Experience Music Project
DJC.COM Special Issue © June 15, 2000
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By JOE NABBEFELD
Let's set aside the question of whether he has become one of the area's biggest real estate developers because Paul Allen is certainly about the most interesting one. Allen was been labeled "the accidental billionaire," because Microsoft stock made him one of the world's richest people after he left the company he co-founded.
Call him the accidental developer, too. Allen's array of projects spring, almost incidentally, from other interests and activities, instead of from a typical developer's drive to make money by building.
Allen already has the money.
He wanted a home for his many companies, so he instantly became the biggest developer in Renton. Allen's Vulcan Northwest intends to build a hotel, up to 1 million square feet of offices, thousands of housing units, all sorts of retail, new highway ramps and fitness facilities on about 60 acres of Renton's Lake Washington shoreline in an area known as Port Quendall. That's the stuff most developers can only dream about.
Port Quendall bogged down in years of pollution studies, highway improvements and purchase options, so Vulcan grabbed a back-up office complex site in Issaquah called Sammamish Park Place.
Construction of Sammamish Park Place's 600,000 square feet is well underway by Vulcan's fee developer, Opus Northwest. But Allen changed his mind about locating his companies there, so he has leased most of the space to Microsoft, fulfilling yet another developer's fantasy of doing business with the software giant.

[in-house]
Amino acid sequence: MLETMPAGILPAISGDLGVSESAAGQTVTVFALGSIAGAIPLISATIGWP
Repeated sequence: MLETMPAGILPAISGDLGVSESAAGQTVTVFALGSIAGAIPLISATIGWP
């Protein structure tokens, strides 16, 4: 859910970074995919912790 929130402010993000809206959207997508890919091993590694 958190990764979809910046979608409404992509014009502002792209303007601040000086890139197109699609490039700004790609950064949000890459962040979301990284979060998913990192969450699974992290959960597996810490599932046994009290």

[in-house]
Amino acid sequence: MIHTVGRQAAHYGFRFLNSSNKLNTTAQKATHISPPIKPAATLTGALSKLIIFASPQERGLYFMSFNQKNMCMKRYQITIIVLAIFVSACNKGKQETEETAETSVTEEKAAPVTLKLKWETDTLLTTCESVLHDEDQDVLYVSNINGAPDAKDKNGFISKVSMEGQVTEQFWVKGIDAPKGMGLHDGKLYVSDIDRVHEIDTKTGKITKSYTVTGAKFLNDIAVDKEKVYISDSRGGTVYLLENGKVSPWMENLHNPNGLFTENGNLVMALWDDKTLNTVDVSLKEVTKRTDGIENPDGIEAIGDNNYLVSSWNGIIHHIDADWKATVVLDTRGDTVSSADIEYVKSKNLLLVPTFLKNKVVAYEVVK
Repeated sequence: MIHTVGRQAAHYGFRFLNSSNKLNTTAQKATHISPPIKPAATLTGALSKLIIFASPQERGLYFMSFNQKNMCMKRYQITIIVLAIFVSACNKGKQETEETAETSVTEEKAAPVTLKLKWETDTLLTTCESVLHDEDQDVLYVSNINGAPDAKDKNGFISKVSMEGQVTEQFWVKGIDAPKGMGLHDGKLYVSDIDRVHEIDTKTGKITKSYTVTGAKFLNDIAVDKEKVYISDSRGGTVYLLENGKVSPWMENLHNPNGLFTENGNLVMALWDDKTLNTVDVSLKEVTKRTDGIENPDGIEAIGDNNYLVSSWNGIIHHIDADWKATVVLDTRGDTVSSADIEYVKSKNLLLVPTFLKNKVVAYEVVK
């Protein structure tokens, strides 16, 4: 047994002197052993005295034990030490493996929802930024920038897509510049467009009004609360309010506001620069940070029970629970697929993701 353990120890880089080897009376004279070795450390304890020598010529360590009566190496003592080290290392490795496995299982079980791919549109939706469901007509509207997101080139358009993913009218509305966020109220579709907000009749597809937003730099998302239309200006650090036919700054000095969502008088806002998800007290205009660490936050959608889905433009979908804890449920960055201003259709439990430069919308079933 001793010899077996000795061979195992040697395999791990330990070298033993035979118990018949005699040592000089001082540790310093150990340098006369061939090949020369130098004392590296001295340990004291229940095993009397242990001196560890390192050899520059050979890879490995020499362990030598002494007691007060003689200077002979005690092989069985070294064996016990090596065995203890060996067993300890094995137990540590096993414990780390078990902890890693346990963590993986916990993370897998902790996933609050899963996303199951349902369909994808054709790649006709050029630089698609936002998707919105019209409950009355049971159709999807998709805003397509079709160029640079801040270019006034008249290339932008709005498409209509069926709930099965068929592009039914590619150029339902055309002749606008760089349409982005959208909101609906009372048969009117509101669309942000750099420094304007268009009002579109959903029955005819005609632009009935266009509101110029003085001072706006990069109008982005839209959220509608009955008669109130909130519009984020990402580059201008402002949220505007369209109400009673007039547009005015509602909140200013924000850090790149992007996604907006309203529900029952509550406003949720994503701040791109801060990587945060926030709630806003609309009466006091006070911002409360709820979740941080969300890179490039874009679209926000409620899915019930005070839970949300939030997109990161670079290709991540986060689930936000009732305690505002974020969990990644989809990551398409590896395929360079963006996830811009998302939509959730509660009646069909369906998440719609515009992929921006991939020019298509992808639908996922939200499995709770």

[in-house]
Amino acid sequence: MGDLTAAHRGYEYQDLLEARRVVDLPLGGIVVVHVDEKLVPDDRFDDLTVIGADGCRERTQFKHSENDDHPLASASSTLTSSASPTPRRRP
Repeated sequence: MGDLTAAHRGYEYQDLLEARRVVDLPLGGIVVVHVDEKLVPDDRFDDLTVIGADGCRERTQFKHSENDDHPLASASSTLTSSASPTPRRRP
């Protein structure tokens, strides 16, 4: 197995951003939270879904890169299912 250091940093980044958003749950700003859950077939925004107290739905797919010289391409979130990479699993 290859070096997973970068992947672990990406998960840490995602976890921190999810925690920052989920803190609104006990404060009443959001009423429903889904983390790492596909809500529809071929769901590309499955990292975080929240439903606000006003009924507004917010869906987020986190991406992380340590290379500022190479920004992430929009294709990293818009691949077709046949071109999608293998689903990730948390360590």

Most developers don't just "grab" 20 prime development acres, but when you're a $30-plus-billionaire, pocket change buys the Issaquah site.
Allen still needed a home for Vulcan, so he partnered up with the re-developers of Union Station on the south edge of downtown. Vulcan took one of five Union Station office building pads and is nearing completion of an architecturally distinct 11-story office building there called 505 Union Station. Vulcan will occupy the top floors and plans to lease the remaining space to tenants.
At more than 1 million square feet, Union Station is the biggest office development in Seattle and among the biggest in the entire Northwest, but it's a small fry compared to what Allen's got going next door: construction of a $500 million Seattle Seahawks stadium on the site of the recently imploded Kingdome.
Allen bought the Seahawks when the previous owner threatened to move the team to Los Angeles. He spent millions to gain voter approval for a public subsidy to build a new stadium for the team.
After he arrived in the neighborhood of the Kingdome, Allen came across a vacant six-story warehouse building called Palmer Court that was for sale on First Avenue. Vulcan bought Palmer Court for $650,000 and converted it into 36 loft-style condos atop first-floor retail. Then there's South Lake Union, a generally drab fringe area consisting of a mix of aged, low-level structures extending north from downtown to the lake.